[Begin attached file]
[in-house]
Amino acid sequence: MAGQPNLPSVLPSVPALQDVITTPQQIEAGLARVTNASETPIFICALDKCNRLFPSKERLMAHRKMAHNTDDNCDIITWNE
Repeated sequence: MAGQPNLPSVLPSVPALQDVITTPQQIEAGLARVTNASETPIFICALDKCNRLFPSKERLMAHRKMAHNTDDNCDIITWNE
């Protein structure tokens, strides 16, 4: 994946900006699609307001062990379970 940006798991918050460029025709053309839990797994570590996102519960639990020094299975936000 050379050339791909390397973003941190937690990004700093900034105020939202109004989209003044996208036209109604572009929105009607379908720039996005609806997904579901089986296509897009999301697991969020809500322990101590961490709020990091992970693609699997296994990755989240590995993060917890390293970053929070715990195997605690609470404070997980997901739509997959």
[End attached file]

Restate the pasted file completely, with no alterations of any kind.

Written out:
[in-house]
Amino acid sequence: MAGQPNLPSVLPSVPALQDVITTPQQIEAGLARVTNASETPIFICALDKCNRLFPSKERLMAHRKMAHNTDDNCDIITWNE
Repeated sequence: MAGQPNLPSVLPSVPALQDVITTPQQIEAGLARVTNASETPIFICALDKCNRLFPSKERLMAHRKMAHNTDDNCDIITWNE
């Protein structure tokens, strides 16, 4: 994946900006699609307001062990379970 940006798991918050460029025709053309839990797994570590996102519960639990020094299975936000 050379050339791909390397973003941190937690990004700093900034105020939202109004989209003044996208036209109604572009929105009607379908720039996005609806997904579901089986296509897009999301697991969020809500322990101590961490709020990091992970693609699997296994990755989240590995993060917890390293970053929070715990195997605690609470404070997980997901739509997959």